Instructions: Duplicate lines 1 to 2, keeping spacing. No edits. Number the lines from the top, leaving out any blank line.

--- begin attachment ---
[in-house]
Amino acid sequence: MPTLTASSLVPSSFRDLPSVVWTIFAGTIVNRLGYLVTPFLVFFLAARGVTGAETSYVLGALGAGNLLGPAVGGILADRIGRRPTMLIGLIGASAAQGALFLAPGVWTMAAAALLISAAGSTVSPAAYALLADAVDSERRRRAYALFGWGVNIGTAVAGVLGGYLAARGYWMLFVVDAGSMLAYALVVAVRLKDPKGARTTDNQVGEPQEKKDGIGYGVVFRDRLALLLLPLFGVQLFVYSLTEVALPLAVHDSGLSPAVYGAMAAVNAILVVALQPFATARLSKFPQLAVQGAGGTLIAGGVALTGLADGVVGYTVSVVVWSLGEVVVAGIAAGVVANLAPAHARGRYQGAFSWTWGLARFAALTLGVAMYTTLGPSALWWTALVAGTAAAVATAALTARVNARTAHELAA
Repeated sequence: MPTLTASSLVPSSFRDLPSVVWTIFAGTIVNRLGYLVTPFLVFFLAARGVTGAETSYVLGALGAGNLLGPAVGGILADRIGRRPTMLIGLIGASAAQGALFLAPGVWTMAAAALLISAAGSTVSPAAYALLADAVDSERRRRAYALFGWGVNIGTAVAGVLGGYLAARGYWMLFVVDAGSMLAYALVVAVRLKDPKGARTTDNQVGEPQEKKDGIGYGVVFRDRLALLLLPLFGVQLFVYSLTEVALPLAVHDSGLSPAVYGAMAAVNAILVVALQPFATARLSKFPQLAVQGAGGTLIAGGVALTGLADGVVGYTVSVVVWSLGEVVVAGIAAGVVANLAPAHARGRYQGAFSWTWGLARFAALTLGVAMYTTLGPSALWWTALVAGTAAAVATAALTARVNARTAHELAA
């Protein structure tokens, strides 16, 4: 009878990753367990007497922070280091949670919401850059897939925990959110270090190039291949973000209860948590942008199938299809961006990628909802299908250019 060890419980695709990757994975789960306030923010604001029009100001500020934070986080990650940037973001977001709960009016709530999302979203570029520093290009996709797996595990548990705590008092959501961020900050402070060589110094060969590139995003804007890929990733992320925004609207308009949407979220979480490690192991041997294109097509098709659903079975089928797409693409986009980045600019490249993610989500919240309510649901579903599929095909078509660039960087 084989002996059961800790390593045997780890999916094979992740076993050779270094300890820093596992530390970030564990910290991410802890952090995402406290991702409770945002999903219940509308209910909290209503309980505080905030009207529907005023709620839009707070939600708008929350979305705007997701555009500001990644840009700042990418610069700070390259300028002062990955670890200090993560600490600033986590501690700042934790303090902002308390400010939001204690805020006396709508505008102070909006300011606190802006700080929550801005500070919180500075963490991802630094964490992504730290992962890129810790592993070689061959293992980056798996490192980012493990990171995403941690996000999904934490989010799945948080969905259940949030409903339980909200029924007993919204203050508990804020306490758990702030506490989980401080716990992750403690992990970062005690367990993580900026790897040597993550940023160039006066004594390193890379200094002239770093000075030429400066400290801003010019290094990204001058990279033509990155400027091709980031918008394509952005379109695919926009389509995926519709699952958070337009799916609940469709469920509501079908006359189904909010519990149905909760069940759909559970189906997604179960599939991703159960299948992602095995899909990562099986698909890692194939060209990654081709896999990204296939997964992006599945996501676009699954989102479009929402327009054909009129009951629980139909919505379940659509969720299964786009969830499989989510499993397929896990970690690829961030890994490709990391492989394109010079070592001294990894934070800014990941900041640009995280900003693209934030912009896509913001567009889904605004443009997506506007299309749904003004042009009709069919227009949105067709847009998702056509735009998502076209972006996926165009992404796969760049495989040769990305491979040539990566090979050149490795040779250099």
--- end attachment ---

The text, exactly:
[in-house]
Amino acid sequence: MPTLTASSLVPSSFRDLPSVVWTIFAGTIVNRLGYLVTPFLVFFLAARGVTGAETSYVLGALGAGNLLGPAVGGILADRIGRRPTMLIGLIGASAAQGALFLAPGVWTMAAAALLISAAGSTVSPAAYALLADAVDSERRRRAYALFGWGVNIGTAVAGVLGGYLAARGYWMLFVVDAGSMLAYALVVAVRLKDPKGARTTDNQVGEPQEKKDGIGYGVVFRDRLALLLLPLFGVQLFVYSLTEVALPLAVHDSGLSPAVYGAMAAVNAILVVALQPFATARLSKFPQLAVQGAGGTLIAGGVALTGLADGVVGYTVSVVVWSLGEVVVAGIAAGVVANLAPAHARGRYQGAFSWTWGLARFAALTLGVAMYTTLGPSALWWTALVAGTAAAVATAALTARVNARTAHELAA